safflowers -- 7/18/23

Today's selection -- from Color: A Natural History of the Palette by Victoria Finlay. For ancient artists and artisans, a key source of yellow (and related hues) for the color of paints and glazes was the safflower:

"In the covered bazaars of [Algiers, Tunis, and Tripoli, a] Renaissance refugee would have found the first of many potential coloring ingredients for his portable studio: an orange flower, rather like a marigold. 

“Safflower is unusual: if you add alkalis to the dye broth it is yellow; with acids it goes a beautiful crimson pink which is the color of the original 'red' tape once tied around legal documents in England and now gives its name to any bureaucratic knotty procedures. It would have been known to traders in the busy North African bazaars for more generations than anyone could count: 

Ancient Egyptians used it to dye mummy wrappings and to turn their ceremonial ointments an oily orange. They valued it so much that they put garlands of safflowers entwined with willow leaves in their relatives' tombs, to comfort them after death.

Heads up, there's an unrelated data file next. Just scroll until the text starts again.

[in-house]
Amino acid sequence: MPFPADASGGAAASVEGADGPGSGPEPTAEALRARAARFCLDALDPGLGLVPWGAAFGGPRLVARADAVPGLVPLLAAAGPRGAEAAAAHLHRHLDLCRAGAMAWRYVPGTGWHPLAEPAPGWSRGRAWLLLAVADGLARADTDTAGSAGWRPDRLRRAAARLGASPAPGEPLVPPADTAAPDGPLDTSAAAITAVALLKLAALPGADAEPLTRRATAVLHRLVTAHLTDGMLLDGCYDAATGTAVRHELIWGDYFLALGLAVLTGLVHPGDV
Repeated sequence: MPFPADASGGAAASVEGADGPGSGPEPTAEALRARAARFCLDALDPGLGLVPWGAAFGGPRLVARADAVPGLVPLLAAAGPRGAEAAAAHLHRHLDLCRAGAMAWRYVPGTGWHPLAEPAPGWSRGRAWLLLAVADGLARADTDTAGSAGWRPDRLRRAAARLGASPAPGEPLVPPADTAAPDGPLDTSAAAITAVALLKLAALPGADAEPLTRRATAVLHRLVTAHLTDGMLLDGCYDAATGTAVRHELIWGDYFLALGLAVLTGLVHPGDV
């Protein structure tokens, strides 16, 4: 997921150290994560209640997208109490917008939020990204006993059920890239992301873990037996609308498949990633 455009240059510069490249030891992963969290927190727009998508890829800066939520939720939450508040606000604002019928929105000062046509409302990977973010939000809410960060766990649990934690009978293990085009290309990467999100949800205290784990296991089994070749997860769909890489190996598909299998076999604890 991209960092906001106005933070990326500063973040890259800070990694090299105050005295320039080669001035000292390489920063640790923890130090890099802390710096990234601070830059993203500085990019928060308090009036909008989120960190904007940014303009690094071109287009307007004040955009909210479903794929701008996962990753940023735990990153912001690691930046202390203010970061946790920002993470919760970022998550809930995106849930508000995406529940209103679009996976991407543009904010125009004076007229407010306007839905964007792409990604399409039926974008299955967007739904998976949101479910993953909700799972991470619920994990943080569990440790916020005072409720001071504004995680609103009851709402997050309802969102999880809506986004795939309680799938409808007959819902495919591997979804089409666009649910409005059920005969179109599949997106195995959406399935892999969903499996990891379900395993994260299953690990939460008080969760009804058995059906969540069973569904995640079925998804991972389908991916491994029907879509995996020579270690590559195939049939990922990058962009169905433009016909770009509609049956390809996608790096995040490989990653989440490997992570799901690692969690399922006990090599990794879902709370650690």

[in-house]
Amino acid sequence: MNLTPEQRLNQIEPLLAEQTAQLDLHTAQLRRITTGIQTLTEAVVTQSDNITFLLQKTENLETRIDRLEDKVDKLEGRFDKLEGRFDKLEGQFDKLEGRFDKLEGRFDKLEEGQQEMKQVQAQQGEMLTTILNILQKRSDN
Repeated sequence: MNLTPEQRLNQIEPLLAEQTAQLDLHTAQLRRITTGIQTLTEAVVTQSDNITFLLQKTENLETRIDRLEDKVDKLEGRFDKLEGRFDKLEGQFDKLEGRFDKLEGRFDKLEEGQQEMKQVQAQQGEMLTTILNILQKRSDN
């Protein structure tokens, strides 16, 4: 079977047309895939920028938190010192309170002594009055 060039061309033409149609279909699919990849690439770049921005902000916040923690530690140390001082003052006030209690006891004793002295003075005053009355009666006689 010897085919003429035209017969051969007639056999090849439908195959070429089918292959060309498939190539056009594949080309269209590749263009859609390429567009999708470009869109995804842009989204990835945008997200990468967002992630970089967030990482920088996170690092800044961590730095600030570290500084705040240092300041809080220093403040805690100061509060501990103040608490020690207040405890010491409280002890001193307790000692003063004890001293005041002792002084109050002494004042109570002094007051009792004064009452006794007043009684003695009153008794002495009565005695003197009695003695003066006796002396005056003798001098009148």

Safflower (Carthamus tinctorius), illustration

“It is also a plant to be wary of. Throughout its five thousand years of cultivation, safflower pickers have been easily spotted going to work in the fields--they have been the ones with leather chaps from thigh to boot to protect them from its spines. Today, if safflower stems get into the throat of a combine harvester, it is almost impossible to get them out. ‘Burn the combine’ is the joke solution. And an American safflower producer in the 1940s had a favorite story of a dog he saw chasing a rabbit: just when it seemed to be caught the rabbit dashed into a safflower field. The dog followed, but a few seconds later was seen sheepishly backing out, one paw at a time. 

“For buyers of colors, safflower is a dye to be careful of too, especially if you are not looking for it. This plant has been switched so often for another more expensive yellow dye that one of its names is ‘bastard saffron.’ And indeed nobody is actually sure of its parentage--whether it first came from India or North Africa. It is celebrated in both places, and in India and Nepal it has been a holy color, perhaps because it is close to the color of gold. I remember visiting the great Buddhist stupa of Bodhnath just outside Kathmandu and seeing how its pure white body was marked by swirling rust--like stains. At first I thought it was a shame, but then I was told it was a sign that a devotee had given donations to the temple. Washing a few buckets of safflower over such an important stupa is equal to lighting thousands of butter lamps, and is excellent for karma."



Victoria Finlay


Color: A Natural History of the Palette


Random House Trade Paperbacks


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